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Caitlyn Shields
Mr. Ring
Psychology 2
22 September 2015
Personality Formation
Do you ever wonder why people act the way they do? Personality is partly inborn and
mediated by brain structures, hormones and neurotransmitters. It influences social behaviours
such as gambling, sexual behaviour, extreme sports, impulse control disorders and criminality
(Wilson). The brains structure has a lot of affect on peoples individual personality. The human

brain is split into two hemispheres known as the left and the right hemisphere. Each side is in
charge of controlling different functions they are assigned to balance and to ensure that the brain
has maximum efficiency. The left hemisphere controls the muscles on the right side of the body
and is in charge of language- the process of hearing as well as speaking- logic, mathematical
computations, and memory. Oppositely, the right hemisphere controls the muscles on the left side
of the body and is in charge of spatial abilities, face recognition, music processing, estimations,
comparisons, visual imagery comprehension, and interpreting context and tone. The two
hemispheres communicate through a band of millions of nerve fibers called the corpus callosum,
this allows the hemispheres to work together in order for humans to perform everyday functions.
Stephen Wilson, a professor at the University College London describes the hemispheres and the
importance of their communication when he says, Brain asymmetry is essential for proper brain
function, it allows two sides of the brain to become specialized, increasing its processing
capacity and avoiding situations of conflict where both sides of the brain try to take charge
(Melina).

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Each persons brain development is not the same because all functions of the brain do not
mature at the same rate and are different depending on each human. As a fetus grows, neurons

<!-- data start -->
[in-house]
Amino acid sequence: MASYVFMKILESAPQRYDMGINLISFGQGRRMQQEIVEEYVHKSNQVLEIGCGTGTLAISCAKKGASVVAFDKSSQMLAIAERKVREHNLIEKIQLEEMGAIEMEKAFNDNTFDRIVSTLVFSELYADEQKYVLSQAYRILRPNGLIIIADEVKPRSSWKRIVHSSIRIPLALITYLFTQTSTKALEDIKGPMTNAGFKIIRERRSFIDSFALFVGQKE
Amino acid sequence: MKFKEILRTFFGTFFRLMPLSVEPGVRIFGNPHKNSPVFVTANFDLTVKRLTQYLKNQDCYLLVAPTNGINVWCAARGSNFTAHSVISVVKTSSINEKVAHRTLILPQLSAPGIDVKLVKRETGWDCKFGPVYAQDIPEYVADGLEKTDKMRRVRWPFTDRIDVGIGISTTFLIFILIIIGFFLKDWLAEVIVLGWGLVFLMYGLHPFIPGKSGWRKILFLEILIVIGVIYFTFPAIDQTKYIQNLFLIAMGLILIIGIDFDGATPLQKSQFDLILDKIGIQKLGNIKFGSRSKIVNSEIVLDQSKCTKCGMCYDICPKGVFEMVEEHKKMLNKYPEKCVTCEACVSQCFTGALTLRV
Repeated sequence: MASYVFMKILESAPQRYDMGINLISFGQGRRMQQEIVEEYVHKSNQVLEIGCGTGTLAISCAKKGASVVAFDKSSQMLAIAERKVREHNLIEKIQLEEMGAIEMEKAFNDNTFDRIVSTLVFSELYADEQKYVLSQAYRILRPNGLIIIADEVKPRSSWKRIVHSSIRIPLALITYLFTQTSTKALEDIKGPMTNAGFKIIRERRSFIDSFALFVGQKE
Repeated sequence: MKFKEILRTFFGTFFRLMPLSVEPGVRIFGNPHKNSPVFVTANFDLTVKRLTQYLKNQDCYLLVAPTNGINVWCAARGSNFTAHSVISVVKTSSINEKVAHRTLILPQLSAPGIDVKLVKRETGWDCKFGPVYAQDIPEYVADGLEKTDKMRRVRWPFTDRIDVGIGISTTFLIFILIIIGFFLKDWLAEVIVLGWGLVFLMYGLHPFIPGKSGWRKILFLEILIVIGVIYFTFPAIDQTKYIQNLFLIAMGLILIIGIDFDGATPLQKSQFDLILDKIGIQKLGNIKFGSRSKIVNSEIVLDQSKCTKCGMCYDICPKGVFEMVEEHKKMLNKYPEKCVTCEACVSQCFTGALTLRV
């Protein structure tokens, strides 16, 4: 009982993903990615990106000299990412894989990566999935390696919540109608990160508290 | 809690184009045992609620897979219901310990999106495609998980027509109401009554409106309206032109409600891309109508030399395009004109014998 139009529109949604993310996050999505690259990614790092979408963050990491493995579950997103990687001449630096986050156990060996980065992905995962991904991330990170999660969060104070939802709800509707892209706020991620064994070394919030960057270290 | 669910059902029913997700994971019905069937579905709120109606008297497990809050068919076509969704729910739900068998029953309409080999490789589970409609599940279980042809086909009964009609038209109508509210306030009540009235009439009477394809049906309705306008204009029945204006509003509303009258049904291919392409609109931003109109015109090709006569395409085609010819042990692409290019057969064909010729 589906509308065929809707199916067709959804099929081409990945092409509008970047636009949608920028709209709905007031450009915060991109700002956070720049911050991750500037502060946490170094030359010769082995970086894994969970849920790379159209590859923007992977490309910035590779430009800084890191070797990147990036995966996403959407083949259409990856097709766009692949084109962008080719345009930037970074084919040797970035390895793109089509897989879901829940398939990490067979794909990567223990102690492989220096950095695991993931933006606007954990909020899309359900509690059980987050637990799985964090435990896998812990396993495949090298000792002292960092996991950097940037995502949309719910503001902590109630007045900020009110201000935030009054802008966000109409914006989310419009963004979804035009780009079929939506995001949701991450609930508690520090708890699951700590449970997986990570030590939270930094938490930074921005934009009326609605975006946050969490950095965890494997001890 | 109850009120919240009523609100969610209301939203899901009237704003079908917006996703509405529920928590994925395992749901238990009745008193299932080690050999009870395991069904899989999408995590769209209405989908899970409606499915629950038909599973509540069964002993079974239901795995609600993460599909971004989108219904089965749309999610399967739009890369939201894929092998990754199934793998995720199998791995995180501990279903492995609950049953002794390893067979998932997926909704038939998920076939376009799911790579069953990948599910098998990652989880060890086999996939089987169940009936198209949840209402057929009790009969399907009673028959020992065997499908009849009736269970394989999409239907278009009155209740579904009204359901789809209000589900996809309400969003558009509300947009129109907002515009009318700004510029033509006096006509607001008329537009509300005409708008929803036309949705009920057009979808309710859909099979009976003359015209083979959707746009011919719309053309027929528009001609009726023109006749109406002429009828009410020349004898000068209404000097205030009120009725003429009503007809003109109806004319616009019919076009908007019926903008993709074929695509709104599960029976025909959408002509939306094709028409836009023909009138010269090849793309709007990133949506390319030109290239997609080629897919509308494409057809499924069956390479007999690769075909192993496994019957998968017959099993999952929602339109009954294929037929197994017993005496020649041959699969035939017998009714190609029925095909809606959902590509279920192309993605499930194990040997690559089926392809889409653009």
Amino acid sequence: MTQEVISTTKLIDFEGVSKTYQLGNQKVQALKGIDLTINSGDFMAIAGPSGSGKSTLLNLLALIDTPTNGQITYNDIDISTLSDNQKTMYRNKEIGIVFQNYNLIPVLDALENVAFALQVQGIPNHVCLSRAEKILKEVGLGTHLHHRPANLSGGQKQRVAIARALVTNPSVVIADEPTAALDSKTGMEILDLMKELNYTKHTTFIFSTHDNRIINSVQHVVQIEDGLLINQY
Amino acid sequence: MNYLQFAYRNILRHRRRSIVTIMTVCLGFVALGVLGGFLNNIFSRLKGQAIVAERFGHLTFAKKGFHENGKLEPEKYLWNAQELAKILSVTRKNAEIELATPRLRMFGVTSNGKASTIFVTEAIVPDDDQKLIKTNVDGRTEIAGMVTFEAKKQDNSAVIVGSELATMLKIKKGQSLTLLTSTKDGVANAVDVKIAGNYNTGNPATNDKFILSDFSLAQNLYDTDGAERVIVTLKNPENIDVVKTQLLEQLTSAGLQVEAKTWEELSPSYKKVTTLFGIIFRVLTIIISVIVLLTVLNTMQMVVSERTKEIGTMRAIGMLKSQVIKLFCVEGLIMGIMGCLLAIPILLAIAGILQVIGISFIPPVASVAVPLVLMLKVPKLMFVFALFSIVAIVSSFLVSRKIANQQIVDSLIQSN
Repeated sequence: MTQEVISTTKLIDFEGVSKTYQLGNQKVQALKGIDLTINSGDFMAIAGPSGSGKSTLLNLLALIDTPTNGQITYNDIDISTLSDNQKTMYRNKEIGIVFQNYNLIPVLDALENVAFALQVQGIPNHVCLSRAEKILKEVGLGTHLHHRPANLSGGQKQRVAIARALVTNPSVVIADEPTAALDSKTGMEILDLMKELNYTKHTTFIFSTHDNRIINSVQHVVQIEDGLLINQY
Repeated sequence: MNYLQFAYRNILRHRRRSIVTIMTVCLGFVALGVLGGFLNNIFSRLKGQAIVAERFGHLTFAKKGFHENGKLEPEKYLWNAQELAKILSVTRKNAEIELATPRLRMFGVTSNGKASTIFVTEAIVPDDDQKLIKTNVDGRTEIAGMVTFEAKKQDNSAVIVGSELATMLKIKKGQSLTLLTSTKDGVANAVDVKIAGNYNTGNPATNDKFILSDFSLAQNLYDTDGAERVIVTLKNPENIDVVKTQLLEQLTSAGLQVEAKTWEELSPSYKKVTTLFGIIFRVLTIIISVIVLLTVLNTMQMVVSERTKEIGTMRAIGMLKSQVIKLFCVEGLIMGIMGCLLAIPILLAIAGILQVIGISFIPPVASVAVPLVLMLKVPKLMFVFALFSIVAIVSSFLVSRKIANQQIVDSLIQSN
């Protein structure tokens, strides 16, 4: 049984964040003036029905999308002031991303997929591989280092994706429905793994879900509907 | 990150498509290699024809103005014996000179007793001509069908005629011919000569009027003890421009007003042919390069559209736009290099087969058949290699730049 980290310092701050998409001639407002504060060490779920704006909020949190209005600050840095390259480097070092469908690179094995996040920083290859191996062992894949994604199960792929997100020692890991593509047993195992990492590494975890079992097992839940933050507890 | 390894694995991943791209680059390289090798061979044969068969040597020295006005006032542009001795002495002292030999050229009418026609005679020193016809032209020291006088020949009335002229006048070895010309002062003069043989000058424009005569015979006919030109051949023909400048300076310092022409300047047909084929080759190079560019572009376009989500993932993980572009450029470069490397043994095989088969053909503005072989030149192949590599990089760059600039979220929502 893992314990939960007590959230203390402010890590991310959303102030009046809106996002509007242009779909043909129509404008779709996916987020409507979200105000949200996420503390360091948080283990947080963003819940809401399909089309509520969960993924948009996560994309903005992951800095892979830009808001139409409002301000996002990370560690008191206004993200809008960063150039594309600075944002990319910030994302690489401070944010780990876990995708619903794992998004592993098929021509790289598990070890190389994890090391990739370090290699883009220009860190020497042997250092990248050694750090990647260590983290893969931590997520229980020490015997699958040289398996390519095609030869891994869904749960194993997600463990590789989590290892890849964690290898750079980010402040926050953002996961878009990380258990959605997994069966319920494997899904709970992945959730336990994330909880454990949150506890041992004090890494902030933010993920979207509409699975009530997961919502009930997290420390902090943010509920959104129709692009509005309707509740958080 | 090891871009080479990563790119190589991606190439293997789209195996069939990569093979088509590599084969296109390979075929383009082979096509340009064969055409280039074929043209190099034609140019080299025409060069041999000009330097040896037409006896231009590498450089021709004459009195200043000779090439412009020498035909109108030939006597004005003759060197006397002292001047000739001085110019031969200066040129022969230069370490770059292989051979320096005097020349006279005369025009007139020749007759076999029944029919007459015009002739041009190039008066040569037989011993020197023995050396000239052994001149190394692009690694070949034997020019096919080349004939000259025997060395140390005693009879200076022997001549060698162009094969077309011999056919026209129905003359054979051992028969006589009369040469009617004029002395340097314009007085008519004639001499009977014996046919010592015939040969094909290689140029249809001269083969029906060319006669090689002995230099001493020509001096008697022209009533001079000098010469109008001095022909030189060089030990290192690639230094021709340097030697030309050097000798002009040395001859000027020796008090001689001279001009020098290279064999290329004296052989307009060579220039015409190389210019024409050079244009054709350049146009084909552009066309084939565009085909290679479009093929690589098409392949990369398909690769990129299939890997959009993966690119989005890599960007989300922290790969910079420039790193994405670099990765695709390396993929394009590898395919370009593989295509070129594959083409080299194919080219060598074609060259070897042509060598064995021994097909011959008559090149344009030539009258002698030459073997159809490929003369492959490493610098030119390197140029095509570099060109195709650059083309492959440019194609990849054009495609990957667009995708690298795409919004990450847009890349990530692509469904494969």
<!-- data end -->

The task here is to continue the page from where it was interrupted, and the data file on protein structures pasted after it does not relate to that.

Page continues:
travel to locations within the brain where some survive and others are destroyed. Then, as the
fetus grows into a toddler, the auditory and visual skills improve. However, the brain
development is affected by inputs from the environment. Since each child grows up in their own
home and has separate lives, the development of the brain is unique to each child. As the child
continues to develop, fibers grow between neurons and myelin; this is essential to the
transmission of information throughout the brain. During adolescence, the frontal lobe changes
continuously at a very fast pace which allows the person to have better control of their reactions.
The frontal lobe also helps with working memory and executive functions which both improve
with age as the lobe continues to develop and change.
After various experiments on the human brain, scientists and psychologists have
developed a Theory of Cognitive Modes. Since each childs brain development is unique to its
surroundings, people rely heavily on different parts of the brain. Within the brain there are four
lobes- the parietal, frontal, occipital, and temporal lobes. The parietal and frontal lobes tend to
work together and perform similar functions as well as the occipital and temporal lobes.
Depending on which set of lobes each person relies on and how much they rely on them,
determines the mode that specific person uses. Scientists came up with four modes: Mover
Mode, Perciever Mode, Stimulator Mode, and Adaptor Mode.
A high reliance on all four lobes results in the Mover Mode; this is typically a person who
makes and acts out plans, registers consequences, and prefers to be in control of plans. A low